What makes you think a returner who doesn't swing at all means him making a wrong guess? Have you considered that the returner just admitted his opponent aced him?
There are plenty of Youtube video highlights. Many of them record the aces, too.
While this is operating on personal bias, the kid I played had aced me several times during the match simply because I admitted it. I thought it was going to be impossible to reach. Similarly, when I aced him by kicking it off down the T, he just stood and admitted it. He hit some crazy serves that managed to snag the line, and so did I. I don't think either of us guessed the direction of the ball; we just simply knew that it was a genuinely fast, surprising ball that was practically low-percentage and unreachable.
I don't think I've ever seen professionals make moves before even seeing the ball head in that direction. It may seem like it, because they react so fast. For instance, I think Federer will see a ball bounce in a generic area, and move around to attack with his forehand accordingly.
This isn't an ace, but I think it demonstrates my point; Verdasco isn't moving prematurely here at all: http://www.youtube.com/watch?v=PnHLwjWUgIs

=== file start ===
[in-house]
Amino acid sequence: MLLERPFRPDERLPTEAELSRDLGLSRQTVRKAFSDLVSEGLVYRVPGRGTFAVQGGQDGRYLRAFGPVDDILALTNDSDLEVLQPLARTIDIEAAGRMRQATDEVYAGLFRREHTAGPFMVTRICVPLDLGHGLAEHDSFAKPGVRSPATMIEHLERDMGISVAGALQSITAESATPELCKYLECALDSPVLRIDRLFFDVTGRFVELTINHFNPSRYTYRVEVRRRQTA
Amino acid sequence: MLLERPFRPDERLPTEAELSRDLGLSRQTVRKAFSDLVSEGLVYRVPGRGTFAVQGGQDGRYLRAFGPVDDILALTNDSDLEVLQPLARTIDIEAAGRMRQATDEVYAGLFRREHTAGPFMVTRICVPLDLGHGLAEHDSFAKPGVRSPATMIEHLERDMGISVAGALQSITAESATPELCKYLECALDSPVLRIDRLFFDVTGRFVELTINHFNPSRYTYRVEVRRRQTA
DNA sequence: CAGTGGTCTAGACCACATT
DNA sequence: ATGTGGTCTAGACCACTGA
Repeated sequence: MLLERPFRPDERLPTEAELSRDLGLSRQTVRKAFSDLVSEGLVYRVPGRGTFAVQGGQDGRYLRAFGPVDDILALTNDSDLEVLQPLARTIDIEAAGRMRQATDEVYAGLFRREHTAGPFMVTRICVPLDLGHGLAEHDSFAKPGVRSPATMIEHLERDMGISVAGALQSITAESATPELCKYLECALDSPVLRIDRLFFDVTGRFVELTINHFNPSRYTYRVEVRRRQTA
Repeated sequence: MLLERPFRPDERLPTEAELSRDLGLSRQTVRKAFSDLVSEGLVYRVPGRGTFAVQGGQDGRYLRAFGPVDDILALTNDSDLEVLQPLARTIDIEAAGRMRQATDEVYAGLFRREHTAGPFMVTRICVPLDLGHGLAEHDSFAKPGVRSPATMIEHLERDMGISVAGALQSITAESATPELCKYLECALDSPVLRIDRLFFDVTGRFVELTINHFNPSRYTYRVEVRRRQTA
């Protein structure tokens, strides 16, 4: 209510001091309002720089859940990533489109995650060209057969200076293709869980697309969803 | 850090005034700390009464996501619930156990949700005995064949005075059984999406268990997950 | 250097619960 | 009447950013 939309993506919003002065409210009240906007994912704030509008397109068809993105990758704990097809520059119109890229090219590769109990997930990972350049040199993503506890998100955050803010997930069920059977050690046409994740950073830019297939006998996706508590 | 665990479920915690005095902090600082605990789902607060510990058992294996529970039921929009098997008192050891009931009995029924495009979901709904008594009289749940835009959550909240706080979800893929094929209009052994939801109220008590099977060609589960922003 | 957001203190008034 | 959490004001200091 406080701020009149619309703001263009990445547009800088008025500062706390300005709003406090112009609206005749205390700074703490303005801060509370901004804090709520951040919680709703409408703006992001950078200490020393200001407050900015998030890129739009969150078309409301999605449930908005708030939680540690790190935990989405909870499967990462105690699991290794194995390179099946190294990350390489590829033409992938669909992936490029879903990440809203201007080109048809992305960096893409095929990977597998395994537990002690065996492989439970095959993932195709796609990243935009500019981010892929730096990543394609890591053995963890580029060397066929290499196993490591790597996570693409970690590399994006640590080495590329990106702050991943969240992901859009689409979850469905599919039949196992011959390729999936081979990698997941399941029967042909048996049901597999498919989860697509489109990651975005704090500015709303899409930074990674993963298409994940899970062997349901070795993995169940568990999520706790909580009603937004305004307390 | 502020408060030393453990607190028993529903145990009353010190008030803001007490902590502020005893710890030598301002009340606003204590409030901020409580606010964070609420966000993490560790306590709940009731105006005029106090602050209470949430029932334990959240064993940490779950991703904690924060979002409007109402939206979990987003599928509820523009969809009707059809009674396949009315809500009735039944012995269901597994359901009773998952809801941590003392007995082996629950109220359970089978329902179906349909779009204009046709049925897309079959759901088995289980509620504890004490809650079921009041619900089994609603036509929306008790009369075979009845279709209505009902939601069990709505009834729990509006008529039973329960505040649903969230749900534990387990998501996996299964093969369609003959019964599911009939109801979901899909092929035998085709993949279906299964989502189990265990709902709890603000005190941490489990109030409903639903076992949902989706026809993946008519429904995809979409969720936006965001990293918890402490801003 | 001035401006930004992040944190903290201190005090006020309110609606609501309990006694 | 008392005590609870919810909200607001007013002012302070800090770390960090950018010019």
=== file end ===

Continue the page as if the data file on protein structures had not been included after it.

^^I think many people will agree here that Verdasco did a genuine split, read, react. No guessing, just shanking.
Another link here, probably describing what you see when a player moves around to hit a ball: http://www.tennisplayer.net/public/t...ro_return.html
As I described earlier, Federer moved back and went around to hit a forehand. You've probably seen Murray do this a lot to Tsonga during the 2012 Wimbledon Championships. Of course, I'm sure many players do this off second serves, but I'm certain it's not guessing or premature moving.
The webpage also states that players are simply in the air at the time of the service contact. Take a look at a professional match on TV, and this is very evident in nearly all returns, including Verdasco's return video above.
If it can't get any more clearer, you'll see that Murray is merely reacting as fast as he can, being in the air on contact, in accordance to the observation made in the article I posted: http://www.youtube.com/watch?v=SG2q_...=results_video